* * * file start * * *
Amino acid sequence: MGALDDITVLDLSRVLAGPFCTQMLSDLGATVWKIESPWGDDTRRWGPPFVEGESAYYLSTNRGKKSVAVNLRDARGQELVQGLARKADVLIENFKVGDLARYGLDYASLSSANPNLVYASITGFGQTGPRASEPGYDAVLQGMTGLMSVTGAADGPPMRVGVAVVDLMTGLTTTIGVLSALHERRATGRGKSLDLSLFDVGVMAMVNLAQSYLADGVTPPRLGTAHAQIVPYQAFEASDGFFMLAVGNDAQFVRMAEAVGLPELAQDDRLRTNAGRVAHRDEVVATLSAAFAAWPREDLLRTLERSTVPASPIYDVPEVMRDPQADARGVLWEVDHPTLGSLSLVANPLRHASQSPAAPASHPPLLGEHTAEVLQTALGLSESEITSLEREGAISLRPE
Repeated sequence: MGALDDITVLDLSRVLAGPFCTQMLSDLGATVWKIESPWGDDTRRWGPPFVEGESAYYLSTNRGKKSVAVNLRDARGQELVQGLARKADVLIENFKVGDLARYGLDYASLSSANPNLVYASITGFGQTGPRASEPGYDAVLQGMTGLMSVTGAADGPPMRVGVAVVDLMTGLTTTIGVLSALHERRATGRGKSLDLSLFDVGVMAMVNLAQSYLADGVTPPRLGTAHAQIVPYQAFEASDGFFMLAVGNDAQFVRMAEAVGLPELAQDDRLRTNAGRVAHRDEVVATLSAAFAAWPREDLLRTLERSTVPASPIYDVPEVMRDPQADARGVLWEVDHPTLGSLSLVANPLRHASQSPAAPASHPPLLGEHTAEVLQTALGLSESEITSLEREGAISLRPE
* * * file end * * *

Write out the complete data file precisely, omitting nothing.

Amino acid sequence: MGALDDITVLDLSRVLAGPFCTQMLSDLGATVWKIESPWGDDTRRWGPPFVEGESAYYLSTNRGKKSVAVNLRDARGQELVQGLARKADVLIENFKVGDLARYGLDYASLSSANPNLVYASITGFGQTGPRASEPGYDAVLQGMTGLMSVTGAADGPPMRVGVAVVDLMTGLTTTIGVLSALHERRATGRGKSLDLSLFDVGVMAMVNLAQSYLADGVTPPRLGTAHAQIVPYQAFEASDGFFMLAVGNDAQFVRMAEAVGLPELAQDDRLRTNAGRVAHRDEVVATLSAAFAAWPREDLLRTLERSTVPASPIYDVPEVMRDPQADARGVLWEVDHPTLGSLSLVANPLRHASQSPAAPASHPPLLGEHTAEVLQTALGLSESEITSLEREGAISLRPE
Repeated sequence: MGALDDITVLDLSRVLAGPFCTQMLSDLGATVWKIESPWGDDTRRWGPPFVEGESAYYLSTNRGKKSVAVNLRDARGQELVQGLARKADVLIENFKVGDLARYGLDYASLSSANPNLVYASITGFGQTGPRASEPGYDAVLQGMTGLMSVTGAADGPPMRVGVAVVDLMTGLTTTIGVLSALHERRATGRGKSLDLSLFDVGVMAMVNLAQSYLADGVTPPRLGTAHAQIVPYQAFEASDGFFMLAVGNDAQFVRMAEAVGLPELAQDDRLRTNAGRVAHRDEVVATLSAAFAAWPREDLLRTLERSTVPASPIYDVPEVMRDPQADARGVLWEVDHPTLGSLSLVANPLRHASQSPAAPASHPPLLGEHTAEVLQTALGLSESEITSLEREGAISLRPE